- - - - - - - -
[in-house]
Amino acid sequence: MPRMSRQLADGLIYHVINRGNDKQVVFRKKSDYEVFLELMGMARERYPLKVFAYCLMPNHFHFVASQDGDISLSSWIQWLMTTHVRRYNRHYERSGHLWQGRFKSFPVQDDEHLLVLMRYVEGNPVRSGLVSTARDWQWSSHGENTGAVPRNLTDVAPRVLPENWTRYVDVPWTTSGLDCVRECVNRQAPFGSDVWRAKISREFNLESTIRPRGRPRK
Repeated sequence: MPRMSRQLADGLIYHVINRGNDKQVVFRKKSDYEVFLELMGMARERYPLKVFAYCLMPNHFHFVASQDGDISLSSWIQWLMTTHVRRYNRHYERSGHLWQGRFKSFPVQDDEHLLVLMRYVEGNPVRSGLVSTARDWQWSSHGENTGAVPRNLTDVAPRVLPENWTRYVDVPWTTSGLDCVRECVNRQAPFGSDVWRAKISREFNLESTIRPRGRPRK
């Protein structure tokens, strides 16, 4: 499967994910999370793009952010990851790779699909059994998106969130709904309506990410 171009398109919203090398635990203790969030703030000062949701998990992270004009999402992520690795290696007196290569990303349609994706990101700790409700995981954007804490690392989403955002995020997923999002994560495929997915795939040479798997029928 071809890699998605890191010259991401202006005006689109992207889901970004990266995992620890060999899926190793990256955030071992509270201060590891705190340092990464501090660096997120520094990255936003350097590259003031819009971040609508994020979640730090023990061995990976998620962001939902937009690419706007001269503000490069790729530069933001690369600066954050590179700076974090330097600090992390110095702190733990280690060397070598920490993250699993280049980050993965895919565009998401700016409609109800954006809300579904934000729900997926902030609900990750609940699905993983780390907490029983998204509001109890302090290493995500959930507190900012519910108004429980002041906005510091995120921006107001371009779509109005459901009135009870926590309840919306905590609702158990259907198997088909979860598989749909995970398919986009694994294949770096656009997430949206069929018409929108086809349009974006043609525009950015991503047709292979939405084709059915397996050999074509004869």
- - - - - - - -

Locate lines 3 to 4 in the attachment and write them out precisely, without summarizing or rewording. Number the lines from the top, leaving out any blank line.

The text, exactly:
Repeated sequence: MPRMSRQLADGLIYHVINRGNDKQVVFRKKSDYEVFLELMGMARERYPLKVFAYCLMPNHFHFVASQDGDISLSSWIQWLMTTHVRRYNRHYERSGHLWQGRFKSFPVQDDEHLLVLMRYVEGNPVRSGLVSTARDWQWSSHGENTGAVPRNLTDVAPRVLPENWTRYVDVPWTTSGLDCVRECVNRQAPFGSDVWRAKISREFNLESTIRPRGRPRK
């Protein structure tokens, strides 16, 4: 499967994910999370793009952010990851790779699909059994998106969130709904309506990410 171009398109919203090398635990203790969030703030000062949701998990992270004009999402992520690795290696007196290569990303349609994706990101700790409700995981954007804490690392989403955002995020997923999002994560495929997915795939040479798997029928 071809890699998605890191010259991401202006005006689109992207889901970004990266995992620890060999899926190793990256955030071992509270201060590891705190340092990464501090660096997120520094990255936003350097590259003031819009971040609508994020979640730090023990061995990976998620962001939902937009690419706007001269503000490069790729530069933001690369600066954050590179700076974090330097600090992390110095702190733990280690060397070598920490993250699993280049980050993965895919565009998401700016409609109800954006809300579904934000729900997926902030609900990750609940699905993983780390907490029983998204509001109890302090290493995500959930507190900012519910108004429980002041906005510091995120921006107001371009779509109005459901009135009870926590309840919306905590609702158990259907198997088909979860598989749909995970398919986009694994294949770096656009997430949206069929018409929108086809349009974006043609525009950015991503047709292979939405084709059915397996050999074509004869």